Now, many of the hospitals have closed down, either because medical staff are too afraid to work or patients are too afraid to set foot inside a hospital where they might catch the deadly Ebola virus, which means many HIV/AIDS programs have ceased offering services. The Liberian AIDS commission is now going door-to-door to administer antiretroviral medications to known patients. "If we do not go out to them then we will be having a disaster,” Sonpon Blamo Sieh, head of Liberia's National AIDS Control Program, told The Daily Beast by email. “We made some gains and 70 percent of our patients who need treatment were getting it. But if we lose that edge, we risk losing the battle completely.
The same goes for progress made in childhood diseases, both in prevention through immunization programs and in treatment through proper health care. Children who would have almost surely died a decade ago of cholera and diarrhea were surviving thanks to efforts by organizations like the Gates Foundation and the Gavi Vaccine Alliance, a public-private alliance that works to purchase vaccines for the world’s poorest regions. “Ebola is rightfully in the headlines this fall, and it is an urgent crisis requiring urgent global action. But at the same time, we can’t forget that quietly, beyond the headlines, millions of children continue to die from diseases like pneumonia and diarrhea. The good news is we have the power to stop both of these tragedies from replicating—and not with complicated technologies but with basic public health practices and better access to vaccines,” said Erin Hohlfelder, Global Health Policy Director for The ONE Campaign, an international organization launched by U2 lead singer Bono working to defeat world poverty by 2030 that advocates for organizations like Gavi.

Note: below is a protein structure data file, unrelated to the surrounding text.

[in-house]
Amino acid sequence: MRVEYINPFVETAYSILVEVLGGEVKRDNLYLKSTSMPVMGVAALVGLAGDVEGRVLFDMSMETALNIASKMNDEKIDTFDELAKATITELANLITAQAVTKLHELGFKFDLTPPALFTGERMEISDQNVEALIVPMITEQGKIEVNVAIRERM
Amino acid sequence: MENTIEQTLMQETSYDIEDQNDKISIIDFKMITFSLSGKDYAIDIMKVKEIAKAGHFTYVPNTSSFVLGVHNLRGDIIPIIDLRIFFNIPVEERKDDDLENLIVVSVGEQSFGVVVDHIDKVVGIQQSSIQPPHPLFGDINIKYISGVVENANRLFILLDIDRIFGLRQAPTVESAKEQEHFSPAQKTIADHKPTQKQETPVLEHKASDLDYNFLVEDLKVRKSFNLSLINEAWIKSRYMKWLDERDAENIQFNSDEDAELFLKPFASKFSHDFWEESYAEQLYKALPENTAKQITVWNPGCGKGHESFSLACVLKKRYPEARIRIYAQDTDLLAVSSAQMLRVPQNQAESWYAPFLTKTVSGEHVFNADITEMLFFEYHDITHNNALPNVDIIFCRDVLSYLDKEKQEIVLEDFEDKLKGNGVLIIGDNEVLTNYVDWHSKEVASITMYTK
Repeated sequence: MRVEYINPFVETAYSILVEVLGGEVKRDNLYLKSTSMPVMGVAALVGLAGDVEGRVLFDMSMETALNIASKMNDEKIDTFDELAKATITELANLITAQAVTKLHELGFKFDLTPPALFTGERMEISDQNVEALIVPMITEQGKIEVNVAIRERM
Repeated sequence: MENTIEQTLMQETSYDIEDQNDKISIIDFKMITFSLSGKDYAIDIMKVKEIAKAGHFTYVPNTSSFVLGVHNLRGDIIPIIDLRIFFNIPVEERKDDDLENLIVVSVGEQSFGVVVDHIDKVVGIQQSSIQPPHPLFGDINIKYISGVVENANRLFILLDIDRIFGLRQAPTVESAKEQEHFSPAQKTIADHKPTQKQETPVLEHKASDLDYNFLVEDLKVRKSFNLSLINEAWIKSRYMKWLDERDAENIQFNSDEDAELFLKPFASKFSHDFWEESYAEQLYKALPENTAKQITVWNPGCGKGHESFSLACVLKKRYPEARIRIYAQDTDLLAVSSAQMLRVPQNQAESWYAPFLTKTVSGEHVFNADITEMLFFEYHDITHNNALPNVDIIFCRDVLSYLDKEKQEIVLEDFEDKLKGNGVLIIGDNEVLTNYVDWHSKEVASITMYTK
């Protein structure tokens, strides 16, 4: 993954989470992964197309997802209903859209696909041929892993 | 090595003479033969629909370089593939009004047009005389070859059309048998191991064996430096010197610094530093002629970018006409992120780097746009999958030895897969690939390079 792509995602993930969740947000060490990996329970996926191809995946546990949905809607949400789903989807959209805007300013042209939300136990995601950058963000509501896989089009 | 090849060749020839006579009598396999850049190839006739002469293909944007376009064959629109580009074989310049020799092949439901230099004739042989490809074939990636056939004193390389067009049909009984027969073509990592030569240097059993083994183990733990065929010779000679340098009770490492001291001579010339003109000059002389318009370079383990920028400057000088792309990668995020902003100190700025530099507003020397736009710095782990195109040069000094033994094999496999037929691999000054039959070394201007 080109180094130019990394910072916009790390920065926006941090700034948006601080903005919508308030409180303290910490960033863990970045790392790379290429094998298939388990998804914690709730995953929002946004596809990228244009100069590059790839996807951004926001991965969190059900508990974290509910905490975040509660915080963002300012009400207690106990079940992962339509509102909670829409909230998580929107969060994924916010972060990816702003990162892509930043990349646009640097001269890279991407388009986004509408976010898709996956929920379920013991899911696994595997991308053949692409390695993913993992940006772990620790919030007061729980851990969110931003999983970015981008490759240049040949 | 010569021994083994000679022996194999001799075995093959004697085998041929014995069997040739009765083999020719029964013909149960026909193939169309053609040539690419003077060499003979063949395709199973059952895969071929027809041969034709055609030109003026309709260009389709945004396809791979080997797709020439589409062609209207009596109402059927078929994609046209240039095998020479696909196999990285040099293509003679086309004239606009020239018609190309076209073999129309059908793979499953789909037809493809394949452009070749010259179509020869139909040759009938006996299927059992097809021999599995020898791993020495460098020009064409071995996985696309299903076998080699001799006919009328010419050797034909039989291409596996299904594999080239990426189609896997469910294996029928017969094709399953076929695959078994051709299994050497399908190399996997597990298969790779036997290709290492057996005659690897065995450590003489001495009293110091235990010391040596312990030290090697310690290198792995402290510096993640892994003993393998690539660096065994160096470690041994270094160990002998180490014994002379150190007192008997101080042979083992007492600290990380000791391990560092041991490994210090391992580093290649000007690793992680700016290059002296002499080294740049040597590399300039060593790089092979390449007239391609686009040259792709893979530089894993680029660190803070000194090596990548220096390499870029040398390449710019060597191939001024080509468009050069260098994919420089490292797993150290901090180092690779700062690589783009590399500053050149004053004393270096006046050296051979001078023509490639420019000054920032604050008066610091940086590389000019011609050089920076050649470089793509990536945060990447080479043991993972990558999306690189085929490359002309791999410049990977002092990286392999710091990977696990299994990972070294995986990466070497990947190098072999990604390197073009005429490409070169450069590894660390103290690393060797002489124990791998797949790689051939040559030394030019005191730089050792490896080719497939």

“We as a global health community have to be able to walk and chew gum at the same time, ensuring that preventing a death from Ebola doesn’t mean a child dies instead from a vaccine-preventable disease like pneumonia or diarrhea,” she told the Daily Beast. “The world has the power to ensure we both contain the Ebola outbreak and make sure all children can grow up healthy, regardless of where they were born. But doing so will require leaders around the world to step up their political will and their resources to tackle these challenges together, with urgency.”
There is now concern among those who were making progress that all will be lost for at-risk children, in part because parents are too afraid to protect them—or they are dead. According to the United Nations Children’s Fund, around 3,700 children in Liberia, Guinea and Sierra Leone have lost at least one of their parents to the virus, which means Ebola orphan rates are climbing with the death rate. "Children are dying from measles and other vaccine-preventable diseases and pregnant women have fewer places to deliver their babies safely," the United Nations children’s agency UNICEF announced last month, noting that as many as 8.5 million people under the age of 20 live in Sierra Leone, Liberia and Guinea. Of these, 2.5 million are under the age of five and most susceptible to childhood diseases.